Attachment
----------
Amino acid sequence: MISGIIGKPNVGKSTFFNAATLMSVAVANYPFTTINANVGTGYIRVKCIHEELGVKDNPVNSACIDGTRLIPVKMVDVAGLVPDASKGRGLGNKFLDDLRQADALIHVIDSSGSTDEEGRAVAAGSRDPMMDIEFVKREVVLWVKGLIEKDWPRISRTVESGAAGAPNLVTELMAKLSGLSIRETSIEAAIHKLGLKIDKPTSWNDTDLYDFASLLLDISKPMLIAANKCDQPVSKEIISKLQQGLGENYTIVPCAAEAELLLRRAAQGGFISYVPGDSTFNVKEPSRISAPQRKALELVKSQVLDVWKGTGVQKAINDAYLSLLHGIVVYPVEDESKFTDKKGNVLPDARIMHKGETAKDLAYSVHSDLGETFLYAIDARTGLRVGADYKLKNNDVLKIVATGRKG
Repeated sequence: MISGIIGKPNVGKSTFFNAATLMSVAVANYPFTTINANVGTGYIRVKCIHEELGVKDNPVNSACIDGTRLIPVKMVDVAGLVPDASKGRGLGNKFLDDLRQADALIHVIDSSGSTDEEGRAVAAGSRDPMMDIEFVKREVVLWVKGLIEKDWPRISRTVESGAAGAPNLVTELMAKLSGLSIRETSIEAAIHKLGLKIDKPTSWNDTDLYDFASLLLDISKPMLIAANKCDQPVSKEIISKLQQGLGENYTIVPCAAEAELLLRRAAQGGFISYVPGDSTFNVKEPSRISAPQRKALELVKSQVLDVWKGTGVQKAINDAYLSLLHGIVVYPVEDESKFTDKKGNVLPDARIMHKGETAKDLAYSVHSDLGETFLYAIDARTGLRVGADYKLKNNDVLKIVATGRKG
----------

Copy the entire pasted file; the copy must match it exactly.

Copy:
Amino acid sequence: MISGIIGKPNVGKSTFFNAATLMSVAVANYPFTTINANVGTGYIRVKCIHEELGVKDNPVNSACIDGTRLIPVKMVDVAGLVPDASKGRGLGNKFLDDLRQADALIHVIDSSGSTDEEGRAVAAGSRDPMMDIEFVKREVVLWVKGLIEKDWPRISRTVESGAAGAPNLVTELMAKLSGLSIRETSIEAAIHKLGLKIDKPTSWNDTDLYDFASLLLDISKPMLIAANKCDQPVSKEIISKLQQGLGENYTIVPCAAEAELLLRRAAQGGFISYVPGDSTFNVKEPSRISAPQRKALELVKSQVLDVWKGTGVQKAINDAYLSLLHGIVVYPVEDESKFTDKKGNVLPDARIMHKGETAKDLAYSVHSDLGETFLYAIDARTGLRVGADYKLKNNDVLKIVATGRKG
Repeated sequence: MISGIIGKPNVGKSTFFNAATLMSVAVANYPFTTINANVGTGYIRVKCIHEELGVKDNPVNSACIDGTRLIPVKMVDVAGLVPDASKGRGLGNKFLDDLRQADALIHVIDSSGSTDEEGRAVAAGSRDPMMDIEFVKREVVLWVKGLIEKDWPRISRTVESGAAGAPNLVTELMAKLSGLSIRETSIEAAIHKLGLKIDKPTSWNDTDLYDFASLLLDISKPMLIAANKCDQPVSKEIISKLQQGLGENYTIVPCAAEAELLLRRAAQGGFISYVPGDSTFNVKEPSRISAPQRKALELVKSQVLDVWKGTGVQKAINDAYLSLLHGIVVYPVEDESKFTDKKGNVLPDARIMHKGETAKDLAYSVHSDLGETFLYAIDARTGLRVGADYKLKNNDVLKIVATGRKG